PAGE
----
By Andrew Lapin
On the cusp of forming a new government, incoming Israeli Prime Minister Benjamin Netanyahu defended his inclusion of far-right groups in his coalition amid domestic and global criticism of his alliances with extremist figures.
“They’re joining me, I’m not joining them,” Netanyahu said in an NPR interview Thursday during the final stretch of his coalition talks, which are currently set for a Dec. 21 deadline. “I’ll have two hands firmly on the steering wheel. I won’t let anybody do anything to LGBT [people] or to deny our Arab citizens their rights or anything like that.”
Netanyahu specifically defended his expected decision to bestow Itamar Ben-Gvir, leader of the far-right Otzma Yehudit party, with the newly created title of national security minister, a post which would give him control over Israel’s police forces. Ben-Gvir has previously called for the expulsion of all Arabs from Israel and has a long history of inciting political violence in the country.
Former ministers and police chiefs have said that Ben-Gvir would turn Israel into a “police state” under such expanded powers; at least one former police chief said he would sooner resign than work for him. But Netanyahu said the lawmaker has changed.
“He’s modified a lot of his views since then,” Netanyahu said of Ben-Gvir, insisting that “a position of responsibility in governance” would moderate the politician’s stances. “I have to say that with power comes responsibility.”
Netanyahu said he granted Ben-Gvir the role of head of police because “the erosion of internal security in Israel” is “a big, big issue” that Ben-Gvir had run on and noted that the Israeli Supreme Court had previously ruled that Ben-Gvir was eligible to be a lawmaker despite his extremist past.
Ben-Gvir’s party won six seats in the Knesset in November’s elections. Liberal Jewish groups have expressed alarm over the prospect of Netanyahu working with him, arguing that an alliance with such a figure could cause a rift in U.S.-Israel relations, damage Israel’s international standing and alienate American Jews, who are largely liberal.
Netanyahu’s comment on LGBT rights in Israel likely referred to his negotiations with another far-right lawmaker, Religious Zionism party head Bezalel Smotrich. The Knesset is currently engaged in a legislative blitz to grant expanded powers in the next government that would likely go to Smotrich, who has compared gay marriage to incest. Under the agreement, Smotrich — whose party calls for an increase in the construction and recognition of Israeli settlements — would gain a new role in the defense ministry that would grant him oversight over the Israeli government’s actions in the West Bank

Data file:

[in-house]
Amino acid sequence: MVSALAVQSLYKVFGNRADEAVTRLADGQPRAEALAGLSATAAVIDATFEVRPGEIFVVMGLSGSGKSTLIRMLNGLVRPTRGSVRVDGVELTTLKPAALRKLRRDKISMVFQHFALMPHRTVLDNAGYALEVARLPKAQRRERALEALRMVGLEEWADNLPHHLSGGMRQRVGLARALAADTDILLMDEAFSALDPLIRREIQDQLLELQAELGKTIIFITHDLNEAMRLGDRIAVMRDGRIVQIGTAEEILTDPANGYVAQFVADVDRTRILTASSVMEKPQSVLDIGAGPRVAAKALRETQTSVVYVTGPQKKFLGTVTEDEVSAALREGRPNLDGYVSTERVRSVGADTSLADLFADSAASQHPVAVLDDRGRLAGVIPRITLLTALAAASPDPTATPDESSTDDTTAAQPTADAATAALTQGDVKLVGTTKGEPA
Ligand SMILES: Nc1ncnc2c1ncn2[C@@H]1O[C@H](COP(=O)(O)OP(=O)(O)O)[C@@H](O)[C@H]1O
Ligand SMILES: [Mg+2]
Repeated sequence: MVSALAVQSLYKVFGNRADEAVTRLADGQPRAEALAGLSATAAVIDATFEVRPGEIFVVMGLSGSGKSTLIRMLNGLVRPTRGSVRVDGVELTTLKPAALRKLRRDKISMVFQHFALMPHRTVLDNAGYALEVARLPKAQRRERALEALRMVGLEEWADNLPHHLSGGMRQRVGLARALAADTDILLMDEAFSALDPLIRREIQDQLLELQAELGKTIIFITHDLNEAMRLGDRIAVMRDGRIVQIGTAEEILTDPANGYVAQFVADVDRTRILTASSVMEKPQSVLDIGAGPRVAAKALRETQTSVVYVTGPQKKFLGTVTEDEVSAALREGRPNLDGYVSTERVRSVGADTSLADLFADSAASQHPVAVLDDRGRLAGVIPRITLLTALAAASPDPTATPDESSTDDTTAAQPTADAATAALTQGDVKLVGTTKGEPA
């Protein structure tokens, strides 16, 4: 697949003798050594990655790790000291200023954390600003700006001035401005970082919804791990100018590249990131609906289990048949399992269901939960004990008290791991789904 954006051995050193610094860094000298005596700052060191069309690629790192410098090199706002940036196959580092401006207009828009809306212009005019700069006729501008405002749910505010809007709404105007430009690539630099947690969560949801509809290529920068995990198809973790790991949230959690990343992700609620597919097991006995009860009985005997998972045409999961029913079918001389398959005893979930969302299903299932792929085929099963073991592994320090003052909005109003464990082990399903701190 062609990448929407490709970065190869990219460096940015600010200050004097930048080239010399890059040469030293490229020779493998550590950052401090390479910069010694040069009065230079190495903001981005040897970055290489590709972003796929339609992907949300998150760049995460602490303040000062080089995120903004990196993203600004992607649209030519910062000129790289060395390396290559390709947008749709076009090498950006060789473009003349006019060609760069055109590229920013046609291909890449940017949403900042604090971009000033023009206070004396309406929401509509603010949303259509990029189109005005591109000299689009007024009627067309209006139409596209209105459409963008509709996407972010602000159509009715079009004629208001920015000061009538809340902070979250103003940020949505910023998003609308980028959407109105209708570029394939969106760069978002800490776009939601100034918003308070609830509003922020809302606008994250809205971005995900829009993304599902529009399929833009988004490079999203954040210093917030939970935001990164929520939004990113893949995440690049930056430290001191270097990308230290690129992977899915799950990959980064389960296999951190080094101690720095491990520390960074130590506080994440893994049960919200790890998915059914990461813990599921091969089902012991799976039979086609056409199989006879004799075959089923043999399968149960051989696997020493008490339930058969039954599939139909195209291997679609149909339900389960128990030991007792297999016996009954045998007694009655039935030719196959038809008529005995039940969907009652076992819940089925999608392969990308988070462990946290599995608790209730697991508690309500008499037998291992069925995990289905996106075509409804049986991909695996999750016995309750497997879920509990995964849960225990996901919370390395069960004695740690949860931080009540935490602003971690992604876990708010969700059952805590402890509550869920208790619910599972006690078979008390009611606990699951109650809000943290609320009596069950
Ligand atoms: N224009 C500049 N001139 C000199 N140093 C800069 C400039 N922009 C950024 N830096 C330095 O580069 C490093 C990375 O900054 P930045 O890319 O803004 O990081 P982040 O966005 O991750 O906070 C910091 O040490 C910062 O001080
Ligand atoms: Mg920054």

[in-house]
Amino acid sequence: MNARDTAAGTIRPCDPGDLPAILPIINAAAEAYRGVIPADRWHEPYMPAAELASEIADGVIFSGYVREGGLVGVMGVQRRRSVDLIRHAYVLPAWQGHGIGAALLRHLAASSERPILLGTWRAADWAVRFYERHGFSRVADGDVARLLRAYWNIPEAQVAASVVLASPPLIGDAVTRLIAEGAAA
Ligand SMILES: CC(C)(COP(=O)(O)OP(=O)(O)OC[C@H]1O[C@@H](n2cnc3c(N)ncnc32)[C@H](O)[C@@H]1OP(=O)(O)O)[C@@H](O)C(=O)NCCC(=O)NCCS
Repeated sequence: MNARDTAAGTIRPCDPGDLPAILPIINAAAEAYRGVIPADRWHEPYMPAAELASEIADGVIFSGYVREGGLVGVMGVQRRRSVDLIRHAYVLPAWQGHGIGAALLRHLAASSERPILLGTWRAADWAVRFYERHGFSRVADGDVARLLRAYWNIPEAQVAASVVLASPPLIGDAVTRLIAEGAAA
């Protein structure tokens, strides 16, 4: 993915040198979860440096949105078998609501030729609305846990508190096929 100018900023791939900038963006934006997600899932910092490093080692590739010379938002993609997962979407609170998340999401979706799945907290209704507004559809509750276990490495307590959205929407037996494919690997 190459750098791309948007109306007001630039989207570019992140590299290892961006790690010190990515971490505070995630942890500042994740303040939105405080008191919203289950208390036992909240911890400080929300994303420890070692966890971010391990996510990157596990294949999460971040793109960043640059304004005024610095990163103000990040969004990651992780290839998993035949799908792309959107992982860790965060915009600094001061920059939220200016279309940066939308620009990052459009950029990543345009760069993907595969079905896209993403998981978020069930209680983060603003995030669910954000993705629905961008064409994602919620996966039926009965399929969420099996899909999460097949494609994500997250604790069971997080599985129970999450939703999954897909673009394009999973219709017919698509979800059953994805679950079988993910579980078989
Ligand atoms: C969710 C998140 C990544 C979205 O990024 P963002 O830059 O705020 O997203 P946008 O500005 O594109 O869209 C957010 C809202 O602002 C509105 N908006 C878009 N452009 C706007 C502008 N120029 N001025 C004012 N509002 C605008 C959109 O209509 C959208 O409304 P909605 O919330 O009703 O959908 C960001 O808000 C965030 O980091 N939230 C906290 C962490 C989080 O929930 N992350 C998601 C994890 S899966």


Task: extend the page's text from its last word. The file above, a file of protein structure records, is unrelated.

Smotrich also backs several religious citizenship proposals opposed by Diaspora Jewry, including ending the Law of Return that grants Israeli citizenship to anyone with demonstrable Jewish ancestry and ending the country’s recognition of non-Orthodox conversions to Judaism. Israeli media has reported that at least some versions of these policies appear to be on the table for Netanyahu’s Likud party.
Israel’s attorney general has called the proposed new laws an attack on the country’s democracy, leading Ben-Gvir to denounce her.
Netanyahu has the option of requesting up to an additional four days for coalition talks from Israeli President Isaac Herzog, which would move his deadline to Dec. 25.
In the NPR interview, Netanyahu also continued to assert that a peace deal with Palestinians would only be possible if Israel retains control over the region’s “security” and reiterated his opposition to an Iranian nuclear deal.